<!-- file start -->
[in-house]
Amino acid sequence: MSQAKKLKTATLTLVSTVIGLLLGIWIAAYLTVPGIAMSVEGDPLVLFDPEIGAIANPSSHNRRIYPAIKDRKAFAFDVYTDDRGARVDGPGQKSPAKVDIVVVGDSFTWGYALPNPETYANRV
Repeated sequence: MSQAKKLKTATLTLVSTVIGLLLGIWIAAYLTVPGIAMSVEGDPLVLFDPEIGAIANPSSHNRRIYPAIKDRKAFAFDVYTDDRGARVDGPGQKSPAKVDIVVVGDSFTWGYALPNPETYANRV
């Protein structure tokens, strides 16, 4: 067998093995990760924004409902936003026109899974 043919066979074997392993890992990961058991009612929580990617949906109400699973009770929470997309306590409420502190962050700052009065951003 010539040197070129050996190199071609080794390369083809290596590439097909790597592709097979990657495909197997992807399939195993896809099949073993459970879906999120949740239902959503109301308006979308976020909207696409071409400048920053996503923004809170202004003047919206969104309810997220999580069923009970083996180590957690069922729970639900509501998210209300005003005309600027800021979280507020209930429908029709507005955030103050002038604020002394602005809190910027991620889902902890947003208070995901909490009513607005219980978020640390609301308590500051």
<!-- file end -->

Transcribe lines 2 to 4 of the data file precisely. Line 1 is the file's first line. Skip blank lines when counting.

Amino acid sequence: MSQAKKLKTATLTLVSTVIGLLLGIWIAAYLTVPGIAMSVEGDPLVLFDPEIGAIANPSSHNRRIYPAIKDRKAFAFDVYTDDRGARVDGPGQKSPAKVDIVVVGDSFTWGYALPNPETYANRV
Repeated sequence: MSQAKKLKTATLTLVSTVIGLLLGIWIAAYLTVPGIAMSVEGDPLVLFDPEIGAIANPSSHNRRIYPAIKDRKAFAFDVYTDDRGARVDGPGQKSPAKVDIVVVGDSFTWGYALPNPETYANRV
């Protein structure tokens, strides 16, 4: 067998093995990760924004409902936003026109899974 043919066979074997392993890992990961058991009612929580990617949906109400699973009770929470997309306590409420502190962050700052009065951003 010539040197070129050996190199071609080794390369083809290596590439097909790597592709097979990657495909197997992807399939195993896809099949073993459970879906999120949740239902959503109301308006979308976020909207696409071409400048920053996503923004809170202004003047919206969104309810997220999580069923009970083996180590957690069922729970639900509501998210209300005003005309600027800021979280507020209930429908029709507005955030103050002038604020002394602005809190910027991620889902902890947003208070995901909490009513607005219980978020640390609301308590500051």